The first time my son got behind the wheel, I felt no apprehension whatsoever. He’s always been a cautious rule follower and I expected no less when he was sitting in the driver’s seat. Our first trip started off innocently enough and then he started veering off the road. Then he overcorrected and we slammed into a barrier. And he continued to laugh and laugh and laugh.
Thank God that was only at the Tomorrowland Speedway in Disney’s Magic Kingdom. He was a horrible driver and thought it was all too funny to keep hitting the “barrier” that keeps the car on track. Needless to say, it had me thinking about the driving years that were still ahead of us.
What worries me is not just the normal parenting worries of teens who have to learn not only driving skills but also common sense and judgment. It’s the fact that driver’s education is no longer offered as part of the school curriculum. If Evan wants to learn how to drive, I have to pay for a driving school and supplement that with my own skills and knowledge.
It makes me wonder if driving is a necessary skill for teens today. For me, it was part of our standard 10th grade curriculum. We had one course that was divided into thirds: Health, Driver’s Ed, and PE. And frankly, the only one I liked was Driver’s Ed. Our teacher was a bit of a crackpot who pretty much liked to tell it like it was. And when he wasn’t teaching, he was scaring the crap out of us with the films he showed.
Photo credit: Canadian Pacific
Let’s reminisce about one dark night in a van similar to the one above. All I remember is that the film seemed very 1970s-ish with all the girls in long, ruffly prom gowns. As you might imagine, a large group of teens piled into the back of a van just like this one (except it was blue – odd how I remember that) and there was much drinking, laughing, and, of course, unsafe driving.
In an effort to see if I could find an image or clip from this film, I stumbled across many of the “driving and dying” PSAs of the past few decades. As with then, they still scare the crap out of me. I was not one of those teens that felt invincible.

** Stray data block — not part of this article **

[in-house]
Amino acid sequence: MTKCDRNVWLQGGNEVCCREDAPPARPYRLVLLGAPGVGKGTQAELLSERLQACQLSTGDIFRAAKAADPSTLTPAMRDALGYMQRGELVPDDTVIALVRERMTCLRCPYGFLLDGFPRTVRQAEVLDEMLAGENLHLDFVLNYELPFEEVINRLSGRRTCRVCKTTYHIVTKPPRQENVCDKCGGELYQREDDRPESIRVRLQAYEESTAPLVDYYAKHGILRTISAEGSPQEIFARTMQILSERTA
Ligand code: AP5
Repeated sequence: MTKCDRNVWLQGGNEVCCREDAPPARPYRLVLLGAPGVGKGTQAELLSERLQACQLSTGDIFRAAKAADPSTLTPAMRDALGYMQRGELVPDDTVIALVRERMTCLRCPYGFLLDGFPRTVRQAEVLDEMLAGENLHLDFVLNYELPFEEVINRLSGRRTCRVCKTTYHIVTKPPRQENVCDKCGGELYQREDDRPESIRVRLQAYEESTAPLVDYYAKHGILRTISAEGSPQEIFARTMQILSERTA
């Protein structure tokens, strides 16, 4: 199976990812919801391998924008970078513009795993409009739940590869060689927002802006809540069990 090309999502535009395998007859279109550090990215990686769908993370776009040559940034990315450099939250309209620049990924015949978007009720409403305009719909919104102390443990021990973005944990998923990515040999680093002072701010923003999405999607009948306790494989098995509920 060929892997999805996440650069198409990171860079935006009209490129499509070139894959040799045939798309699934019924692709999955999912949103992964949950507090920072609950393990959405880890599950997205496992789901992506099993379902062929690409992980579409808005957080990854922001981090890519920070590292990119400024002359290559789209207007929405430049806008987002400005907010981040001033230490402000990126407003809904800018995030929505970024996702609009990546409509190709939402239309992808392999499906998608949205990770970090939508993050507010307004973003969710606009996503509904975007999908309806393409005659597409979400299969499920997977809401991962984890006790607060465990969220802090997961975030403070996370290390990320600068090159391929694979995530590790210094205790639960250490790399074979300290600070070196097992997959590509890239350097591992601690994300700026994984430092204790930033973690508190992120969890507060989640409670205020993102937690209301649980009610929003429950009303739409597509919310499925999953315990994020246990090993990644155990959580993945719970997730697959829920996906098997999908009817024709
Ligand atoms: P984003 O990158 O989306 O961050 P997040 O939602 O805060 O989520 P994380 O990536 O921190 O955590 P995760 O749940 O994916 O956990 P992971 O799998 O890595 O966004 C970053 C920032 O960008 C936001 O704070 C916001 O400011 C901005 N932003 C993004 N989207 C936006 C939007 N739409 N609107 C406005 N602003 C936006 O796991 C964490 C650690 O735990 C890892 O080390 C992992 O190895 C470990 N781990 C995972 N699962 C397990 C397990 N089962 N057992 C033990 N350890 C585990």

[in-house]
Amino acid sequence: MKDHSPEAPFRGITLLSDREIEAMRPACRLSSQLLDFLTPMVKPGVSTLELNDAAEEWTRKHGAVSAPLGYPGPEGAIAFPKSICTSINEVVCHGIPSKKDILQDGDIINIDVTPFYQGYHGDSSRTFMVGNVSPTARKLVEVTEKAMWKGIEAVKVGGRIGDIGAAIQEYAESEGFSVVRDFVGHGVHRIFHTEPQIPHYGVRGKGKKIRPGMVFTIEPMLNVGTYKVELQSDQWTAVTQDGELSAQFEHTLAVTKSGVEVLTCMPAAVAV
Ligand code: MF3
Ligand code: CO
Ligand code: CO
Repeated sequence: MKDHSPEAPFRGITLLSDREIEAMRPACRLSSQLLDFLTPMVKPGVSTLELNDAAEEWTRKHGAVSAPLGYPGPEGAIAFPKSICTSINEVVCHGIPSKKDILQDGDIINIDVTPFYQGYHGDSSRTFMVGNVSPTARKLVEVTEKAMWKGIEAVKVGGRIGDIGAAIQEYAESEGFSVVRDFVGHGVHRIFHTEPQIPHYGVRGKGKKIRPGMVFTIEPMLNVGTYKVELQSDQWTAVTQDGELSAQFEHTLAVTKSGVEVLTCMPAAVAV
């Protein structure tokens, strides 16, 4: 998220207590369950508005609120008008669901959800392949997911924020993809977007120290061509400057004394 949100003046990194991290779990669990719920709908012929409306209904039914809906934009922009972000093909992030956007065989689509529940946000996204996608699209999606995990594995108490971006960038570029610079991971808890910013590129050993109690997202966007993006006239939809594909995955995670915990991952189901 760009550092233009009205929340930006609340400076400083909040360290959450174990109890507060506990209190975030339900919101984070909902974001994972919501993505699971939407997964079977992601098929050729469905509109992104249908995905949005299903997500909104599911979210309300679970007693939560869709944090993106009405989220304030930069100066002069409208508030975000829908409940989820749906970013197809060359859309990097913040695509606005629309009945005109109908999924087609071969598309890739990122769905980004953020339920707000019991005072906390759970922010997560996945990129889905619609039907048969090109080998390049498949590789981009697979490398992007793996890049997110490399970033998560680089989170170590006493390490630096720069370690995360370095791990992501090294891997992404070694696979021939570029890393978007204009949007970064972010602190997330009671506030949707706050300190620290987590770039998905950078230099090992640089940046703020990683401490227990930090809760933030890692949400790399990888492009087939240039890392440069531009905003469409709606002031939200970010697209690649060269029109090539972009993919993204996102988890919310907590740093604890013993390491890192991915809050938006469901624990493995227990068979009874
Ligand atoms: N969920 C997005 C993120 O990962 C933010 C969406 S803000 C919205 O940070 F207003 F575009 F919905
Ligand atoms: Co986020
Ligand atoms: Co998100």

I was a careful driver and, for the most part, I still am. Sometimes I drive too fast but not unreasonably so. And sometimes I make the mistake of picking up my phone in the car (bad, bad, bad). And I know that everything I’m doing now, as a driver, will have an impact on my son as he gets ready for those days. I know because I learned most of my driving habits simply from being in the car with my mom.
In addition to driving, kids need to learn about basic car maintenance. Things like filling up the gas tank (oh yes, there are plenty that don’t know how), how to check the oil, how to refill windshield washer fluid, how to check the tire pressure, how to add air to your tires, and even checking the tread on your tires.
Wait a minute… these are things YOU know how to do, right?
Click on image to download this as a handy PDF!
This is just one of the resources Michelin is offering to drivers, especially teen drivers. Automobile accidents are the number one killer of teens in the United States and around half of all parents and teens don’t think that driver’s ed adequately prepares them for the road.
If you’re looking for more resources for you and your teen to think Beyond the Driving Test, I encourage you to check out Michelin’s resources. Because, trust me, those prom night films from my driver’s ed days will only scar your children for life.
This post was written as part of a compensated opportunity from SheBuysCars and Michelin as part of their Safe Driving initiative. All opinions and ridiculous stories are my own.